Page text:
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Signaling Pathways in Exosomes Biogenesis, Secretion and Fate
AbstractExosomes are small extracellular vesicles (30–100 nm) derived from the endosomal system, which have raised considerable interest in the last decade. Several studies have shown that they mediate cell-to-cell communication in a variety of biological processes. Thus, in addition to cell-to-cell direct interaction or secretion of active molecules, they are now considered another class of signal mediators. Exosomes can be secreted by several cell types and retrieved in many body fluids, such as blood, urine, saliva and cerebrospinal fluid. In addition to proteins and lipids, they also contain nucleic acids, namely mRNA and miRNA. These features have prompted extensive research to exploit them as a source of biomarkers for several pathologies, such as cancer and neurodegenerative disorders. In this context, exosomes also appear attractive as gene delivery vehicles. Furthermore, exosome immunomodulatory and regenerative properties are also encouraging their application for further therapeutic purposes. Nevertheless, several issues remain to be addressed: exosome biogenesis and secretion mechanisms have not been clearly understood, and physiological functions, as well as pathological roles, are far from being satisfactorily elucidated.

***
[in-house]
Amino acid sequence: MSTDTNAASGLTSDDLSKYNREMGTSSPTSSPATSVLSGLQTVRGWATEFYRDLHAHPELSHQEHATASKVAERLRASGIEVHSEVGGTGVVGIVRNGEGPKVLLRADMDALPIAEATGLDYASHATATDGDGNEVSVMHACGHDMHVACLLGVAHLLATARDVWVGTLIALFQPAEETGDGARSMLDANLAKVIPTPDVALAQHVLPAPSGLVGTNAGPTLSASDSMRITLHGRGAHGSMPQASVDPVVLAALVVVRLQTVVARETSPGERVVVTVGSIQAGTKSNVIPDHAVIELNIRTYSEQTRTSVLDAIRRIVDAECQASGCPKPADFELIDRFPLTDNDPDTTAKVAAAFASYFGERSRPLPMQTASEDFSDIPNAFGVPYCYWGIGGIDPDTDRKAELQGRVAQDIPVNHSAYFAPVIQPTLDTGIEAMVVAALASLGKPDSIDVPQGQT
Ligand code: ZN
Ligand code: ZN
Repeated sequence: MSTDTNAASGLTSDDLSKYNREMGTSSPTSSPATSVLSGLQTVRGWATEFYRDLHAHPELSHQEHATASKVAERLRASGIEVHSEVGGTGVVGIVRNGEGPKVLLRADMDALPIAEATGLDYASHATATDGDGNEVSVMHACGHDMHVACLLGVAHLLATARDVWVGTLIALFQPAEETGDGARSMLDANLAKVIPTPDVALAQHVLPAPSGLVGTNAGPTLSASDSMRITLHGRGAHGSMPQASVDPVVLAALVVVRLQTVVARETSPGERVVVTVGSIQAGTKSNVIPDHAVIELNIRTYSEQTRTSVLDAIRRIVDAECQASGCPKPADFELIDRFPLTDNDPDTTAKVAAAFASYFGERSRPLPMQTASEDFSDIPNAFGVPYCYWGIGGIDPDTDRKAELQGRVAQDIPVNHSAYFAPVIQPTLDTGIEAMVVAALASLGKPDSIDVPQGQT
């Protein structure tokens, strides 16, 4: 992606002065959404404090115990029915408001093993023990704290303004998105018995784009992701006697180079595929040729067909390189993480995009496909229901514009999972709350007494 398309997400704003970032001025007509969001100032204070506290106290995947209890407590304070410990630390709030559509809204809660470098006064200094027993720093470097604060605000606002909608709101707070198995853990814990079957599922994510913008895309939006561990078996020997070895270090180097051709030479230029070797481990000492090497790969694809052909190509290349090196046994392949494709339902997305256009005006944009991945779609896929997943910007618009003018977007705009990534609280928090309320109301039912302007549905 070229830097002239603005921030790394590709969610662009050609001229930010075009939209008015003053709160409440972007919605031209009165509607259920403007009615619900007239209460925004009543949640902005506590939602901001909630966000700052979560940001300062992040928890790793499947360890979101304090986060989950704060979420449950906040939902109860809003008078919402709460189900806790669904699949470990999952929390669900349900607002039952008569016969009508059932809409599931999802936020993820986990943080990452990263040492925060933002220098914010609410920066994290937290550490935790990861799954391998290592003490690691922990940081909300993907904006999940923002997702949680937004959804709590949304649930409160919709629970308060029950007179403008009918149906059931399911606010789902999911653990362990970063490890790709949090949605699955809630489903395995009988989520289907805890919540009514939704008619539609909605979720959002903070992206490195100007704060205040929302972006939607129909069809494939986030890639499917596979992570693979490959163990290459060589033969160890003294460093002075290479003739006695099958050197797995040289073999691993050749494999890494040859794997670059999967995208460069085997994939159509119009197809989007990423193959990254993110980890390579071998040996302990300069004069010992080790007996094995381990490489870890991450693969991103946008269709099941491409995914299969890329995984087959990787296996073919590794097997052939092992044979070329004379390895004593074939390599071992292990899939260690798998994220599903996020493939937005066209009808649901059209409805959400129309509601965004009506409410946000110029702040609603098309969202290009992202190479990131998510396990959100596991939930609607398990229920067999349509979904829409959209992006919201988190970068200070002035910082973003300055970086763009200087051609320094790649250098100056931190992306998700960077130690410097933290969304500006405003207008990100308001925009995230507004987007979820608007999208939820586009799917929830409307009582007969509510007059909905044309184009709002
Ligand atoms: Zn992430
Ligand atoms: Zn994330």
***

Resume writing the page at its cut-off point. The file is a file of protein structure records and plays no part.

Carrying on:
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Urbanelli, L.; Magini, A.; Buratta, S.; Brozzi, A.; Sagini, K.; Polchi, A.; Tancini, B.; Emiliani, C. Signaling Pathways in Exosomes Biogenesis, Secretion and Fate. Genes 2013, 4, 152-170.View more citation formats
Urbanelli L, Magini A, Buratta S, Brozzi A, Sagini K, Polchi A, Tancini B, Emiliani C. Signaling Pathways in Exosomes Biogenesis, Secretion and Fate. Genes. 2013; 4(2):152-170.Chicago/Turabian Style
Urbanelli, Lorena; Magini, Alessandro; Buratta, Sandra; Brozzi, Alessandro; Sagini, Krizia; Polchi, Alice; Tancini, Brunella; Emiliani, Carla. 2013. "Signaling Pathways in Exosomes Biogenesis, Secretion and Fate." Genes 4, no. 2: 152-170.